'Hidden menace of the drivers high on drugs,' says the headline in today's Daily Mail, revealing that – according to police – six out of 10 motorists are failing a new roadside test that can detect use of cannabis or cocaine.
If so, that's worrying. But not as worrying as actually being driven by someone who's stoned. Trust me on this.
Several times I've found myself in California bowling along the freeway at night, trying not to think about the spliff the driver smoked before turning the ignition key. A single puff induces terror in passengers, since all dope seems to be skunk these days and the Californian strain is wickedly strong. (Again, trust me on this.) It makes the journey 'more fun', it was explained to me. Which would make sense if driving on the freeway was a video game.
Forced to choose, I'd go for a (mildly) drunk driver every time. Yes, they're a menace, taking loony risks and rabbiting on. But, unlike stoners, they don't turn their heads to you for minutes at a time, while they expound on... well, whatever nonsense has just sprung into their mind. The menace of the Federal authorities is a favourite theme, though my chauffeurs were never worried about the imminent threat posed by the California Highway Patrol, county sheriff's officers or municipal traffic cops.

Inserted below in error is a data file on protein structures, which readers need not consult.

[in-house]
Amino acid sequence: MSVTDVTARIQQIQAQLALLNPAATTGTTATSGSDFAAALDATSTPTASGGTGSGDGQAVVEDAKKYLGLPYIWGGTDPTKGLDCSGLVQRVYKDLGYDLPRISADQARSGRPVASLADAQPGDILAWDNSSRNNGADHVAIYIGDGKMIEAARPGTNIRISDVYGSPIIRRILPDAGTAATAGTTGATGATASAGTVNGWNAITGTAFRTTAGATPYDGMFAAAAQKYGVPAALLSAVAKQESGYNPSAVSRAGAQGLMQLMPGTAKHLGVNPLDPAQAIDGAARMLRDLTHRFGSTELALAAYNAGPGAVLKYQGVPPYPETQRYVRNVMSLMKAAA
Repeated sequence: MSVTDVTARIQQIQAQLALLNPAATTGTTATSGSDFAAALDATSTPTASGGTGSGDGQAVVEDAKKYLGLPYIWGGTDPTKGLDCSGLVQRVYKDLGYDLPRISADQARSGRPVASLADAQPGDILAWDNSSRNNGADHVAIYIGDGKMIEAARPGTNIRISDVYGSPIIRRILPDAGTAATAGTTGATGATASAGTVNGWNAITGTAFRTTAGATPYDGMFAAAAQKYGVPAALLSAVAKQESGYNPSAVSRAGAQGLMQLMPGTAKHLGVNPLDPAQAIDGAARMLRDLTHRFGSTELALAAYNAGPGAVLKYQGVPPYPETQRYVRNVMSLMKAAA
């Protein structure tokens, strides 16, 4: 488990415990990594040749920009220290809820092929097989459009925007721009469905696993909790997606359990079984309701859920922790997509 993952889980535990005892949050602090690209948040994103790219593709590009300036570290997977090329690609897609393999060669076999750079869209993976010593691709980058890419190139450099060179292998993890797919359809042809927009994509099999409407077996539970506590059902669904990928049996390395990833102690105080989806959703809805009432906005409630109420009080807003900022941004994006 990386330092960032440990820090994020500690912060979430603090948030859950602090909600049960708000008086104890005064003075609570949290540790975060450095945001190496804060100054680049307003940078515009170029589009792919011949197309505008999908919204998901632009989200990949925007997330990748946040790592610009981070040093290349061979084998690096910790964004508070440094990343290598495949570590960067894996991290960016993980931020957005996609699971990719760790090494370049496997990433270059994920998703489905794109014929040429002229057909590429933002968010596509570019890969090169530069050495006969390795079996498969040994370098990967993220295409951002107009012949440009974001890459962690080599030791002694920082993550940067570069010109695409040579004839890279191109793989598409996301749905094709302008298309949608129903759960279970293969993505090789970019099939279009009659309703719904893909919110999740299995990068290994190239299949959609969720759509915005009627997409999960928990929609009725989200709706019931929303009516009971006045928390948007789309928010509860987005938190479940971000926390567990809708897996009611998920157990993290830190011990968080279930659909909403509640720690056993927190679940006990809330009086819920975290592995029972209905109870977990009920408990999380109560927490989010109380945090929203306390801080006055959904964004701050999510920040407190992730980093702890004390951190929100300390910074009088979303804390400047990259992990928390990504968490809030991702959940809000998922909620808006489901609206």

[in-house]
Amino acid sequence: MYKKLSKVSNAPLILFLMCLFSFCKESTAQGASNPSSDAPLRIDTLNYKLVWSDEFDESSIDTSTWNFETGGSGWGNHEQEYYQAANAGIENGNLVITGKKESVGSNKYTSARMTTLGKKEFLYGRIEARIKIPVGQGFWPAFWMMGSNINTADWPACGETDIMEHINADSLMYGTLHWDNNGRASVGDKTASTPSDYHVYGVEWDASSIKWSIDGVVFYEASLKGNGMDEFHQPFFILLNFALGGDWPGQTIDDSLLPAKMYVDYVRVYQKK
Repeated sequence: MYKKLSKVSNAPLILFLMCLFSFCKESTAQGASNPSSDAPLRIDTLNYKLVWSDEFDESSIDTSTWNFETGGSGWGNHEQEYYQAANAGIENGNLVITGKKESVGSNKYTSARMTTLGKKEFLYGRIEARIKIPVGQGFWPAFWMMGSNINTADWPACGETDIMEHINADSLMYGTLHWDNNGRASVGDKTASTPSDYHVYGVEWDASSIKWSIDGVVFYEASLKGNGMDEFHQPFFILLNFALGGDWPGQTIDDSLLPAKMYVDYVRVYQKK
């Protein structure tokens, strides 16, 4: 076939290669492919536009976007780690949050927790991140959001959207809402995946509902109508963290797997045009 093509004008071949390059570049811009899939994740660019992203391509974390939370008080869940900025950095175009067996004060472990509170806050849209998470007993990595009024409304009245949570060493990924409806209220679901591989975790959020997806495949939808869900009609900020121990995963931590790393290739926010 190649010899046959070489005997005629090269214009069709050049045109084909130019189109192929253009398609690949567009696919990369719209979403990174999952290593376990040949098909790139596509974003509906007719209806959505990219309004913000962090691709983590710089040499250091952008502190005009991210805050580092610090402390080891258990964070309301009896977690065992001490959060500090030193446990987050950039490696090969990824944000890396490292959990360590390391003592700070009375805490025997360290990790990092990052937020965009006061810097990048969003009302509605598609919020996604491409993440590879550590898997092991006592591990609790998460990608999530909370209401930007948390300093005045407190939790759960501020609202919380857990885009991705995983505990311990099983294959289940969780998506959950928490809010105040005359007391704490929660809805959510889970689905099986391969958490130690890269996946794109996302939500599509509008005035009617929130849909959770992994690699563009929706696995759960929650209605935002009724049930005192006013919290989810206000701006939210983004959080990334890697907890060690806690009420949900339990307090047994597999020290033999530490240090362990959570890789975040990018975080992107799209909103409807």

The experience is doubly petrifying if you've had a drag on the joint yourself. Or so I've been informed.
The dangers of driving while stoned have been known for years. But the new tests pick up cocaine use as well. You'd be rash to assume that coke is safer than cannabis. A study published in 2008 found that both drugs – whose visible effects on people are so different – are dangerous behind the wheel. They cause 'heightened nervousness, greater alertness and poorer concentration' (note that concentration and alertness are not the same thing). The researchers did claim that cannabis users are more likely than cokeheads to drive 'cautiously'. Its depends what you mean by caution, I suppose. In my experience it means occasionally breaking off from a conspiracy theory to glance at that thing called the 'road'.
So, can we take comfort from the fact that 'drug breathalysers' arrived in this country in March? Hmm. As my colleague Daniel Jackson points out, 'harassing car drivers is an easy job, and if there’s anything the police like it’s an easy job. They aren’t nearly as good at catching people who steal cars, for example'. And the reported figures do seem suspiciously high, even when you you take into account the Mail headline's rounding up of 56 to 60 and that's only in South Yorkshire. Maybe I've spent too much time in the company of stoned conspiracy nuts, but I find it hard it believe anything British coppers tell the public these days.